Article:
PhotoA U.S. Senator this week threw his support behind efforts to place new controls on payday lenders, which financial reform groups have called “legalized loan sharks.”

Americans for Financial Reform American Federation of Teachers, the NAACP, Democracy for America, and the Center for American Progress were joined by Sen. Sherrod Brown (D-OH) in backing stronger provisions of a proposed rule by the Consumer Financial Protection Bureau (CFPB).

The rule, requiring payday lenders to determine that a borrowers can actually repay the loan, is aimed at ending what the groups call an endless cycle of debt. In many cases, the borrower is unable to repay the loan two weeks later, when it is due, and must take out another loan – then another.

Vicious cycle of debt

“Americans deserve protection from predatory payday lenders that have trapped many low income families in a vicious cycle of debt,” Brown said. “But the payday loan industry and its lobbyists will spend millions of dollars to try and roll back these protections.”

Brown joined the groups in urging consumers to take advantage of CFPB's comment period on the proposed rule to urge the strongest possible regulations with no loopholes.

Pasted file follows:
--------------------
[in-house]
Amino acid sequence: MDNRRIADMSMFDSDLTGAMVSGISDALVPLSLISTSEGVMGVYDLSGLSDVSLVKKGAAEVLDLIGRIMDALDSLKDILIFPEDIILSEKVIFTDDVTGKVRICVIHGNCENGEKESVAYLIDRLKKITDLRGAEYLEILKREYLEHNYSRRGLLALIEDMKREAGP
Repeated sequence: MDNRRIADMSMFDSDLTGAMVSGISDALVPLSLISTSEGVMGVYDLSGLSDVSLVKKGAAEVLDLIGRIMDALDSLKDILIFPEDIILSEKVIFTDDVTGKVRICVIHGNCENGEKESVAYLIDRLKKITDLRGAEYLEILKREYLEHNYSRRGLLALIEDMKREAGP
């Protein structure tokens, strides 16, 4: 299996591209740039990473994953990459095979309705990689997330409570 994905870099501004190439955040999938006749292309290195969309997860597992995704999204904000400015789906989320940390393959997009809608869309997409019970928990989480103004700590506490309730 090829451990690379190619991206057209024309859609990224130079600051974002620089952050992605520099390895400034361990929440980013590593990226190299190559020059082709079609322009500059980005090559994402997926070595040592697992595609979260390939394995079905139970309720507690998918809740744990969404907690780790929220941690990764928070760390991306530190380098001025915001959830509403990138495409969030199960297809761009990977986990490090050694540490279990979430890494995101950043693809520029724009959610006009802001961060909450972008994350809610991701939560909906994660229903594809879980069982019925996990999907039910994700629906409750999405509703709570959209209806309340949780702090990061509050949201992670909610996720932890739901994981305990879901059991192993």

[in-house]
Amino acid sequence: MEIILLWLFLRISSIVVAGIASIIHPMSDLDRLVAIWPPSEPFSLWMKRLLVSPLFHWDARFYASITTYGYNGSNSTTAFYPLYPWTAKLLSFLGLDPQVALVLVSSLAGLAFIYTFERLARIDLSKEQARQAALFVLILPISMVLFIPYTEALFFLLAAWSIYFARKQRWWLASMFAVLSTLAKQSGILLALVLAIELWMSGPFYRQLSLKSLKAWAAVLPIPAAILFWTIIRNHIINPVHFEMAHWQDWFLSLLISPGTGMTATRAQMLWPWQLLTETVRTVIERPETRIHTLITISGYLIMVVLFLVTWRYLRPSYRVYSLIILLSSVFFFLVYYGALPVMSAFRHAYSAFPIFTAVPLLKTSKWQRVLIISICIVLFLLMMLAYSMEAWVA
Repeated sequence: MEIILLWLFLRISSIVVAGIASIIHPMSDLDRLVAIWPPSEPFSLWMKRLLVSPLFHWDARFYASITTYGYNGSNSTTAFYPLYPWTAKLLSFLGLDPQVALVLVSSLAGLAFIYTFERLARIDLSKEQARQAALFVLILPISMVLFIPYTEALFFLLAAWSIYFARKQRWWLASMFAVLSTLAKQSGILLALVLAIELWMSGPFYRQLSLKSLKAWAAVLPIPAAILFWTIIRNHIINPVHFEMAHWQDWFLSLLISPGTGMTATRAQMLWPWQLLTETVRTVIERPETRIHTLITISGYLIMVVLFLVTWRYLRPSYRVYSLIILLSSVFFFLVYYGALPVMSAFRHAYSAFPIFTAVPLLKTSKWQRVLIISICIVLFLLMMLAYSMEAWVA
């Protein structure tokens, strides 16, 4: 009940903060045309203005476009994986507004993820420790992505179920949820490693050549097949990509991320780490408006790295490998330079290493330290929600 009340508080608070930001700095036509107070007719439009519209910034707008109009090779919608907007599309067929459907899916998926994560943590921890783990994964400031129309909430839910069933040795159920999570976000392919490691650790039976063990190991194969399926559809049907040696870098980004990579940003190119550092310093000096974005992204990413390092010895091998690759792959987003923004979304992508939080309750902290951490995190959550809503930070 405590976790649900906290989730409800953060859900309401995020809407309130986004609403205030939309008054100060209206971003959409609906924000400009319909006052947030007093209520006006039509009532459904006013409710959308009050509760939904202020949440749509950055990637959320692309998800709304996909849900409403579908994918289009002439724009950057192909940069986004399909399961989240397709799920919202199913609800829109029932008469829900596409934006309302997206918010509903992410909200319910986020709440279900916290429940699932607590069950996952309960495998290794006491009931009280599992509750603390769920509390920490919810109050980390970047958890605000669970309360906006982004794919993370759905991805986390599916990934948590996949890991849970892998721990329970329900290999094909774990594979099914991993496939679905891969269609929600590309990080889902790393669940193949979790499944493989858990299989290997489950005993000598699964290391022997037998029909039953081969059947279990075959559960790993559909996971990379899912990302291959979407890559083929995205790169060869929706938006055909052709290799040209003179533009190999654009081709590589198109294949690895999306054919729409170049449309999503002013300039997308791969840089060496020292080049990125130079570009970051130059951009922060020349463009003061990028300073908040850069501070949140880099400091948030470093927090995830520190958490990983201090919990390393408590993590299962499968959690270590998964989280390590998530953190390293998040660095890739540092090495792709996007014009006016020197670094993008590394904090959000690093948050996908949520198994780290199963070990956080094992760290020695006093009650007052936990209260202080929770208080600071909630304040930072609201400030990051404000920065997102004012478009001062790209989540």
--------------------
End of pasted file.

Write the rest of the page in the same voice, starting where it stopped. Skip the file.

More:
At a news conference at the Capitol, Randi Weingarten, president of American Federation of Teachers, said low income consumers need some kind of access to credit, but said common sense should prevail. If someone is in need of a loan to meet an emergency expense, how are they expected to have the money to repay the loan two weeks later?

300% or more interest

Payday loans normally carry a flat cost per $100 borrowed, with the money due in two weeks – usually when the borrower gets another paycheck. The fee might sound small, but since it is the cost of a loan for two weeks and not one year, the annual percentage rate (APR) is often well over 300%.

Hilary Shelton, Washington Bureau Director & Senior Vice President for Advocacy at the NAACP, says payday loan storefronts tend to be clustered in low income neighborhoods and areas where ethnic minorities live. She said payday lenders target those who can least afford a predatory loan.

The CFPB rule would place tighter federal controls on payday lenders, but many consumer advocates have argued the rules should be even tighter. After CFPB unveiled the proposal last month, the Pew Charitable Trust said it needed a tweak.

Nick Bourke, director of Pew’s small-dollar loans project, said additional provisions should include lower prices, manageable installment payments, and quick loan approval.  

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